UPDATE: The Washington Post ombudsman Andrew Alexander has completed his investigation of the Post’s outrageous relationship with Pete Peterson’s pseudo-news agency “The Fiscal Times”.   In short, he found that because the reporter in question used to work for the Post, and because the Post editors came up with the original story idea and signed off on an article rife with omissions and errors, it’s OK for the Post to freelance its work to advocates.  Gee, now we feel better.  Buried 500 words deep in his analysis, he also acknowledged “the story had serious deficiencies.”  No kidding.      ------ breaking_newsThe New York Times followed up on the Washington Post’s decision to run a “news” story  written by an organization created, financed, and controlled by a multi-billionaire with a mission, specifically entitlement foe Pete Peterson.  The Times reports: 
“The Post published a correction on Tuesday, saying that the article should have explained the connections to Mr. Peterson, but the correction did not address the propriety of the paper’s relationship with The Fiscal Times. Andrew Alexander, The Post’s ombudsman, said Tuesday that he was looking into that question.” “Frank Sesno, director of the School of Media and Public Affairs at the George Washington University, said only time would tell how reliable The Fiscal Times was, and whether The Post’s relationship to the new group was a mistake. But Mr. Sesno said the arrangement was troubling. “I don’t think it’s possible to have organizations where there’s a single source of funding, and not think there’s a point of view,” he said. “There can be big ethical problems with jobbing out reporting to an organization when there’s a discernable point of view.”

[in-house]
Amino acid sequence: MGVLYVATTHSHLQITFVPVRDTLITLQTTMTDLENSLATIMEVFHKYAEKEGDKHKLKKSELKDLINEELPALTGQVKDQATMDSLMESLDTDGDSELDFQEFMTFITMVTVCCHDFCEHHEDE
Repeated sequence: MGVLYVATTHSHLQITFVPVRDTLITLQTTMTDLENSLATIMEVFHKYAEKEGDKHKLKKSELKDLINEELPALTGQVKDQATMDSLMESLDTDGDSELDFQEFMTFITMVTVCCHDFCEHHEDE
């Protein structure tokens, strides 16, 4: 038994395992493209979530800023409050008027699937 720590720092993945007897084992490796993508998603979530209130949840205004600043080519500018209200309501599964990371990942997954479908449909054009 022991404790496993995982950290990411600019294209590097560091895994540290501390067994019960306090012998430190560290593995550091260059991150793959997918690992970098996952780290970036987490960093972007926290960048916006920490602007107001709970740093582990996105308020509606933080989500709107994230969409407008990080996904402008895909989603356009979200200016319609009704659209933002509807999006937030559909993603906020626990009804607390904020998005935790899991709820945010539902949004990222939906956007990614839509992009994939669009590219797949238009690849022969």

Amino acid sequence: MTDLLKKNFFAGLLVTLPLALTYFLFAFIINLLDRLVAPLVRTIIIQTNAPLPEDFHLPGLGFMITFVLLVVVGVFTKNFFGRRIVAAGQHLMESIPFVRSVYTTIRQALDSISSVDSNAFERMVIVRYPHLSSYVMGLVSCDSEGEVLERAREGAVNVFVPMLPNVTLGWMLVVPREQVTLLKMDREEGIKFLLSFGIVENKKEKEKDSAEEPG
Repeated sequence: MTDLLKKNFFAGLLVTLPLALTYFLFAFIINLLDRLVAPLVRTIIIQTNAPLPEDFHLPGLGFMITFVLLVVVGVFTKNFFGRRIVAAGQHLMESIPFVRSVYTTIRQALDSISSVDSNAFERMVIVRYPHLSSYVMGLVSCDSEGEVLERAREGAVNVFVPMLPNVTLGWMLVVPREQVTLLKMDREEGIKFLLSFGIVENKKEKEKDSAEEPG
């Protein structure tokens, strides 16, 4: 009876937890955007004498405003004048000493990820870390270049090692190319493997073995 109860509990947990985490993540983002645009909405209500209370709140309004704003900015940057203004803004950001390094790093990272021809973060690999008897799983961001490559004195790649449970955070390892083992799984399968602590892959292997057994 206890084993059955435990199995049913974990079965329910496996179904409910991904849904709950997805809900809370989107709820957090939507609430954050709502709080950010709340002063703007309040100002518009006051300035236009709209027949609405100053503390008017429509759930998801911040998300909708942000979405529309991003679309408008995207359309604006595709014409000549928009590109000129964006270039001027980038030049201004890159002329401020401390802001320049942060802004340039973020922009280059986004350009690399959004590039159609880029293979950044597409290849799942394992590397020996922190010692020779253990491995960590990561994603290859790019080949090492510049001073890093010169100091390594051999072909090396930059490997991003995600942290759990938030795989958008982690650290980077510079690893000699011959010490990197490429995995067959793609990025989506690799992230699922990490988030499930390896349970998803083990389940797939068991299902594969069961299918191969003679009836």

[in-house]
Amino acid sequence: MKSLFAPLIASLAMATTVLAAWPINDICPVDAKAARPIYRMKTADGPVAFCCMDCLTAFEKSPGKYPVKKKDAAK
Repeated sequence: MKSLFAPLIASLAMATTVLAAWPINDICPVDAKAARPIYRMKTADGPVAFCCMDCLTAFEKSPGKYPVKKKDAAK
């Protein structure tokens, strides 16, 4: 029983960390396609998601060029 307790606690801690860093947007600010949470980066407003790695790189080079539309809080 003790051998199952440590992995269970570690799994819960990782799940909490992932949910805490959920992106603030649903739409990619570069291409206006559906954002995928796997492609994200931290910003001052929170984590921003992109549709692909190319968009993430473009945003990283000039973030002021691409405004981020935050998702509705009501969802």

Farming the Post’s news pages out to interest group financed reporters (regardless of whether they promise to be unbiased on not) should have been an obvious no-no to Post managers.  Investing a billion dollars with the stated goal of changing public opinion should not be enough to buy access to the nation’s news pages.  We say tell the Post to sell Pete Peterson another full-page ad if he has a message to deliver because publishing propaganda posing as news is just as bad as selling access to Post news managers.  We urge you to send a note to the Washington Post Ombudsman, Andy Alexander at ombudsman@washpost.com.  Tell him the Post should sever its relationship with the Peterson funded, Fiscal Times, and salvage its already fraying journalistic reputation.